With the first set of roster cuts due within the week—August 27th, at 3:00 PM—teams across the NFL are starting to finalize their roster positions. Of particular interest to Vikings fans are not just the developments at home, but the evolution of rosters within the division.
That said, I've taken a look at the NFC North roster battles for the last few days to help fans get a more complete understanding of how the division has played out in this past offseason.
The preseason has given us some gems as well as some red herrings, and I've done my best to suss out the most likely outcomes and what they mean for Vikings fans.
It's a long read (longer than my usual style—over 6000 words), so be prepared. This will go over every position on all three rosters, and in particular identify weaknesses. Leslie Frazier's coaching style more often dictates taking away strengths than weaknesses, but the blueprint for beating these particular teams lies in making sure that we know both.
We'll start out with our age-old rival, the Green Bay Packers, followed by the Chicago Bears and finishing up with the Detroit Lions.
Green Bay Packers:
If you've been paying attention to the Packers this offseason, you may have noticed a few issues with their offense; Rodgers is 8 for 19 and has thrown one interception with one touchdown. Packers fans are not worried for the same reason that Vikings fans should not be excited. While the struggles are real, there's no reason not to think that he won't continue to dominate the league come the regular season.
Everyone seems convinced that Rodgers' backups (Graham Harrell and B.J. Coleman) are terrible, but that's probably not relevant. I'll agree that there are major concerns at backup QB, but relying on that for our divisional games is a bit much.
Jordy Nelson still looks great for them and Aaron Rodgers will probably get his groove back by the time the season starts proper.
Also on the wide receiver front, practice squad holdover Diondre Borel is back in action from his injury and Packers fans are looking forward to his competition with other practice squad holdover Tori Gurley, who was impressive before his injury. Word on the street is that physical specimen Dale Moss isn't extraordinarily impressive in camp—seems to have trouble getting open or catching the ball. He and Jarret Boykin are considered potential PS candidates. The Packers are deep at wide receiver, and still have veterans Donald Driver, James Jones and Greg Jennings. Alongside them, they have former rookie phenom Randall Cobb, who has been a tad worrisome in camp.
The Packers' tight ends aren't bad by any means, and Jermichael Finley may be returning to form after his quad strain, particularly in red zone situations. They also seem to like D.J. Williams, who has been catching the football left and right in practice. Williams is competing with Tom Crabtree for the #2 spot, but it seems that Crabtree has been making many more mistakes in the passing game, but is their best blocking TE. Ryan Taylor had a few camp highlights, including knocking over a blocking sled, but will likely make the team because of special teams performance.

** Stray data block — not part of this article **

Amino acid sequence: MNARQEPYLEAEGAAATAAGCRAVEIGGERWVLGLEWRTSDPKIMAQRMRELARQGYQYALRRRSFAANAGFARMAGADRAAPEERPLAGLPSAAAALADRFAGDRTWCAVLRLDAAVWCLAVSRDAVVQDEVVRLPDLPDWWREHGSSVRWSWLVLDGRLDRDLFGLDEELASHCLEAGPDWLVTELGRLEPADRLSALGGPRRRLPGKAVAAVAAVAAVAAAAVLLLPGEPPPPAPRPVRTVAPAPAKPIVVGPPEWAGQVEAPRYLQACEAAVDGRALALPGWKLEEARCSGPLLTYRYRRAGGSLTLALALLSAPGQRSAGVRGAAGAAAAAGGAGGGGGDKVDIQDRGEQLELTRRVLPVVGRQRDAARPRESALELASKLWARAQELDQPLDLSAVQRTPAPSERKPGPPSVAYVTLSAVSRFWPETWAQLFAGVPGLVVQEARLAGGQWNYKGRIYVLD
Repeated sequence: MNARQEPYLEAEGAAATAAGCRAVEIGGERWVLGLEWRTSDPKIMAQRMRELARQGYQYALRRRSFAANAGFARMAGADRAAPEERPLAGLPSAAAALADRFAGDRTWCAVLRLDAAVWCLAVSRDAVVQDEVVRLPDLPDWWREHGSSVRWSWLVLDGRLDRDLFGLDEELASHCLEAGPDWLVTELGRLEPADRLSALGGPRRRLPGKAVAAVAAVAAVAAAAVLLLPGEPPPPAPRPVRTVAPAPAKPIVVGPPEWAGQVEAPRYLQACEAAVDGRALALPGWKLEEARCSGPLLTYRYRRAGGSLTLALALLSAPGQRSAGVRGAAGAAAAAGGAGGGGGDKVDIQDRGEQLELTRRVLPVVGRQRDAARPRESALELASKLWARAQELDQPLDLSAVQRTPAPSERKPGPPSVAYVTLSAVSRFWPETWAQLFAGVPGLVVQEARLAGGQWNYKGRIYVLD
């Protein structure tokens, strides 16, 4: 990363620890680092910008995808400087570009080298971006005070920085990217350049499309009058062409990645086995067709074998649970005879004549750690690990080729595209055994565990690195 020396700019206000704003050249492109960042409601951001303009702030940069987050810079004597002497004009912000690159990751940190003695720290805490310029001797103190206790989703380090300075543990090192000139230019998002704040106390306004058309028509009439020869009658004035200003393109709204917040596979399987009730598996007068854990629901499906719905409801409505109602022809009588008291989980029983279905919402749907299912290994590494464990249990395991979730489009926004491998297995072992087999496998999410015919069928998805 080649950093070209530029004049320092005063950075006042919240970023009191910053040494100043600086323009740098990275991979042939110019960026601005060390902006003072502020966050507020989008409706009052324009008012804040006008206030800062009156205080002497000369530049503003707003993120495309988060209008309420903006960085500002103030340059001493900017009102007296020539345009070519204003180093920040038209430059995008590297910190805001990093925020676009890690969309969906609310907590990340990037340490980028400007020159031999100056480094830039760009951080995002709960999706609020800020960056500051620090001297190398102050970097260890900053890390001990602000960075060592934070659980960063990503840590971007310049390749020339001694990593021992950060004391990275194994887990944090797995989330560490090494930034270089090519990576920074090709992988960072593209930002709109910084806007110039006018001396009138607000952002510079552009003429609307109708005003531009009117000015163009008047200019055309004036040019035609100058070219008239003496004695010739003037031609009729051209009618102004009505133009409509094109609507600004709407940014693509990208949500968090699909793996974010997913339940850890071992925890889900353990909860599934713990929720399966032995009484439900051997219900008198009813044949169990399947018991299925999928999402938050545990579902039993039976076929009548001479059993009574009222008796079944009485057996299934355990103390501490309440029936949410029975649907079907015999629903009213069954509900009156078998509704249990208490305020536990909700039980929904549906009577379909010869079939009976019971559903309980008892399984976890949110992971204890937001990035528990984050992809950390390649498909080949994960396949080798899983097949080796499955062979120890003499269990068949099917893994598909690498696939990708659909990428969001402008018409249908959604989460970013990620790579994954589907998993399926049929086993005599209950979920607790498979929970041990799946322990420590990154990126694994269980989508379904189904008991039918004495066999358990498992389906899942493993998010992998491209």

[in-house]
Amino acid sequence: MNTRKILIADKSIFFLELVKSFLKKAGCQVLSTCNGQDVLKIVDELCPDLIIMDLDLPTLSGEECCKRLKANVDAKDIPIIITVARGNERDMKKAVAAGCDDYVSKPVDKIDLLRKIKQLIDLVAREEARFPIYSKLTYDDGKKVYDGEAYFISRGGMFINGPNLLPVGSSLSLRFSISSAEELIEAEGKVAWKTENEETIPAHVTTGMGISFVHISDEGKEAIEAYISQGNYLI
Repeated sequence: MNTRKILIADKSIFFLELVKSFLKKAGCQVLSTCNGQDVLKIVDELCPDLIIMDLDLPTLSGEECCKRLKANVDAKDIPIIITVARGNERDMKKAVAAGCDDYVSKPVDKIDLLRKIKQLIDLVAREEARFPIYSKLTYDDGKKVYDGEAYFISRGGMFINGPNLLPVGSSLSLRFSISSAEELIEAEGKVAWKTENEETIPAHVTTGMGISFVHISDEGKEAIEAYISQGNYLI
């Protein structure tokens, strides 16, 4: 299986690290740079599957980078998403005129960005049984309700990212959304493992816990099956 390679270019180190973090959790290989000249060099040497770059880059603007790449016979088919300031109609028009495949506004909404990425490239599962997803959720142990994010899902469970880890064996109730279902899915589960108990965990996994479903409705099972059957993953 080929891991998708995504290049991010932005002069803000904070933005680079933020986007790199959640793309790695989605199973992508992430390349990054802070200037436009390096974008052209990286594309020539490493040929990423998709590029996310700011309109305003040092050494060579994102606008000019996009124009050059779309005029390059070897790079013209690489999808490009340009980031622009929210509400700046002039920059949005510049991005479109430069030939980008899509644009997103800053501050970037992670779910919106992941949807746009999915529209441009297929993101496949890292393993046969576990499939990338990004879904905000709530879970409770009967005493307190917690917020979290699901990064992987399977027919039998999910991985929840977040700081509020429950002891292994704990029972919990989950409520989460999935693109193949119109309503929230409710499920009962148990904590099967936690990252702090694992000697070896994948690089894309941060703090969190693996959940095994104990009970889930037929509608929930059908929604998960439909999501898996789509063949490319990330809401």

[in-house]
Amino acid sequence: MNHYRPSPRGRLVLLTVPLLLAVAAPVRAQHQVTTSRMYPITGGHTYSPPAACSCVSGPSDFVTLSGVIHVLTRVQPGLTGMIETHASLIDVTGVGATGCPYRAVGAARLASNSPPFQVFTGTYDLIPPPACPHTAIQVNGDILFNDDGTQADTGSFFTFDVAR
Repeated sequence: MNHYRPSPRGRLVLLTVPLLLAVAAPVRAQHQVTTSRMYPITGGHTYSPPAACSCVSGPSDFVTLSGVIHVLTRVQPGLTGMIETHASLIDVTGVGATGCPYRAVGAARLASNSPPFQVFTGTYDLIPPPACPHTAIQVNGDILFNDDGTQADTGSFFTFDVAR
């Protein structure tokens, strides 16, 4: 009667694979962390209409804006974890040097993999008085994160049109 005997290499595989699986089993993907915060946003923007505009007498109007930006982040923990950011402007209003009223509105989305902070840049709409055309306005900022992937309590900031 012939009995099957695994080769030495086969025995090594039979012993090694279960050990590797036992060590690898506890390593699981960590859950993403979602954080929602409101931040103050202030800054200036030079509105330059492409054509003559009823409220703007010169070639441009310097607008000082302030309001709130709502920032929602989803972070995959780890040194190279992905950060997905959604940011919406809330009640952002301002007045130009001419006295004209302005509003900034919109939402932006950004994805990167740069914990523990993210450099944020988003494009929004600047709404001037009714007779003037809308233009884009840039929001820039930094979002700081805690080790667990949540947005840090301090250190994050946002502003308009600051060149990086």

As for their offensive line, the Packers are in the same spot we are when it comes to the second offensive line versus the first one. Worrisome for them. From what I hear, they have a big, big reason to worry if Marshall Newhouse goes down (he just came back . From my understanding, their third guard (Evan Dietrich-Smith) is good, and that's about it for their backup linemen. The Packers have a great guard in Josh Sitton, and T.J. Lang is better than average.
Jeff Saturday might be on his way to the Hall of Fame, but it remains to be seen if he can continue his excellent play in Green Bay. No complaints so far, it seems. While I have not personally been extremely impressed with Bryan Bulaga, the majority of Packers fans are—they know better, so I'll trust them.
We all know the Packers' running backs have neither been a focus of their offense nor their FO. They don't have great running backs by any means, but what is more worrisome is the injury issue. Both starting running back James Starks and second back Brandon Saine are out with injuries, which in part motivated the signing of Cedric Benson, who may end up looking better than Starks after all.
The injury situation was such that Cobb was taking RB snaps in shotgun, including duties in pass protection.
Ryan Pickett and B.J. Raji are back. Observers seem keen on both of them and think that they'll return to what they're good at. C.J. Wilson is expected to start alongside them, and is not as good, but solid.
Backups Mike Neal and Anthony Hargrove* will begin the season on suspension, but seem to be serviceable.
Rookie Jerel Worthy looks good, but not enough to overtake anyone. He's starting in their nickel (2-4-5) package. Rookie Mike Daniels is a surprise and a penetrator. Expect him to make the roster and get rotated in somewhat frequently.
At linebacker, only one real development, which is that D.J. Smith could start. He's reportedly looking very good and Hawk should be worried, unless Desmond Bishop (who has a torn hamstring) stays out of the lineup. Rob Francois is also looking good, much to Hawk's chagrin. Backing up the inside linebacker spots could be Terrell Manning and Jamari Lattimore, although Lattimore will reportedly make it on his special teams play. Not much has been said about Manning.